Restaurant Industry Technology: Lessons from the Past to Pave the Way for the Post-COVID Future
December 22, 2020
For a variety of reasons, the restaurant industry has been late to adopt technology. Even larger chains have been slow to embrace improvements in what is obviously a critical area.
Being late adopters of technology has been a double-edged sword for the restaurant business. On the one hand, we haven't wasted dollars on technology that didn't serve us well and quickly became dated; on the other hand, we have arguably missed maximizing efficiency and profitability by not incorporating the best of emerging technology.
With events and innovation moving so fast in the technology sector, the restaurant industry is a little like the developing country that never got their telephone landlines firmly entrenched. Then, cellular suddenly arrives and makes the landlines completely unnecessary.
Because the restaurant industry was so late to the tech party, we may avoid a lot of expense associated with technology that quickly becomes obsolete, much like jumping to cellular and avoiding the now unnecessary landline. The restaurant industry technology learning curve may be much steeper and shorter too. Because of these two factors, our tech dollars can be spent much more wisely.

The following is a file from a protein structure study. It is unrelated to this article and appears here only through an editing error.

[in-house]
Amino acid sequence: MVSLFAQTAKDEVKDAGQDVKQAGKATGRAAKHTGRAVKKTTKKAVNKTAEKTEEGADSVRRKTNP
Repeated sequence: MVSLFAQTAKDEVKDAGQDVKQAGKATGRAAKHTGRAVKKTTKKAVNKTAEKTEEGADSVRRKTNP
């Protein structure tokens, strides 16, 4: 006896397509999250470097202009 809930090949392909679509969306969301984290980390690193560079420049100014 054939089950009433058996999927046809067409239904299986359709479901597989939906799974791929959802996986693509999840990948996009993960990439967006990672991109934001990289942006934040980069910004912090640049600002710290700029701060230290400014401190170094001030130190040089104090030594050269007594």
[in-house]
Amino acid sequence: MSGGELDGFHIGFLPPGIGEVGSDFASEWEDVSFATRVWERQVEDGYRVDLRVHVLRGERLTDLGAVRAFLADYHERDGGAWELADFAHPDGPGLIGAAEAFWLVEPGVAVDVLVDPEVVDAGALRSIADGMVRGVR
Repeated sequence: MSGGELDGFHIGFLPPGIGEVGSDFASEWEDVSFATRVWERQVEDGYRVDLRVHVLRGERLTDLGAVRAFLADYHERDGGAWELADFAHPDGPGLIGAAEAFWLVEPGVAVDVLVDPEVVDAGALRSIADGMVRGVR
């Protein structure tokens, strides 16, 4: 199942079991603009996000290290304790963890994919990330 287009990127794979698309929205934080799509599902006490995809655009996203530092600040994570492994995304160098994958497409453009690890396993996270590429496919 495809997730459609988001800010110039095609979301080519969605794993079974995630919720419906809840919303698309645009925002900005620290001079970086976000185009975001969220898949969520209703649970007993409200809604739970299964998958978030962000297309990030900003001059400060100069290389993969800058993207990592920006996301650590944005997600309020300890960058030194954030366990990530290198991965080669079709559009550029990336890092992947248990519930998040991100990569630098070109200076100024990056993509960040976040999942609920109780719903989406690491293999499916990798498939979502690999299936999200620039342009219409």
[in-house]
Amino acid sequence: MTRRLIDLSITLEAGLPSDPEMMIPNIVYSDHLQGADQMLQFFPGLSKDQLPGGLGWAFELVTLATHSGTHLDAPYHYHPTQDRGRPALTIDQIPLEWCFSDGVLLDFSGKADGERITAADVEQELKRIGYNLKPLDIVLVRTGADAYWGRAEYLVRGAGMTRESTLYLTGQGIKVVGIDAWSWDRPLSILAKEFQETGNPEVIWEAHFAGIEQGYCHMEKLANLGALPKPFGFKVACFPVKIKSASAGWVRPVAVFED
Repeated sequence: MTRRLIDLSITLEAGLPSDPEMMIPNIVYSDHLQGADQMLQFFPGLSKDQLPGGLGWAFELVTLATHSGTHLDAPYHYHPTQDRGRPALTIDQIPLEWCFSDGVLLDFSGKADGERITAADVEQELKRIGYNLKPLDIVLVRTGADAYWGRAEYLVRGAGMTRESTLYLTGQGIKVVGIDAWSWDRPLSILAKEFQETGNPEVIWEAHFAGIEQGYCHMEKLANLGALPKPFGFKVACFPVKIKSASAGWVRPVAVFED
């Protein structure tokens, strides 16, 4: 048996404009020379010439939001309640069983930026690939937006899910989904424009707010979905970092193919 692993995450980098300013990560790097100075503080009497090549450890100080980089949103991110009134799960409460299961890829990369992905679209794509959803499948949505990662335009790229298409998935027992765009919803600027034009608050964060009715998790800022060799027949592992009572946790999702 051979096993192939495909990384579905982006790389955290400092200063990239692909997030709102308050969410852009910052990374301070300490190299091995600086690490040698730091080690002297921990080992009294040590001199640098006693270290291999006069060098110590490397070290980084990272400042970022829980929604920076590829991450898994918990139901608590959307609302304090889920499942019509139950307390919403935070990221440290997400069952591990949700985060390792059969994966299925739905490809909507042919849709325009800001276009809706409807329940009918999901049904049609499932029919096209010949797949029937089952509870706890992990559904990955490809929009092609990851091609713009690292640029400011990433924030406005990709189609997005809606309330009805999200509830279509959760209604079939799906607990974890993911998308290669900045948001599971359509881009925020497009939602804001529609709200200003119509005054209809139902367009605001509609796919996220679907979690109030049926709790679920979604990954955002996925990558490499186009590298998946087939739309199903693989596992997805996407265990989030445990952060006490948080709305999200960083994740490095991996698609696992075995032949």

Below I explore how technology in the restaurant business has exploded in the last ten years. In short, technology has helped to connect consumers to restaurants, while making industry adopters of technology more profitable…. in other words, there are a lot of lessons here for restaurants to harness technology to help them move past COVID.
Technology Ten Years Ago in the Restaurant Industry
In 2010, while serving as CEO of Bubba Gump, we sold the international chain to Landry's. At the time we had state of the art financial software, the best IT consultants we could find and our analytics were described as "Excel on steroids."
These were all tech improvements for the managers and operators, but did not directly enhance the customer experience.
Additionally, the best communications tools we had at the time now seem slow and cumbersome. Back then I pointed to my Blackberry as the shining example of our best communications technology.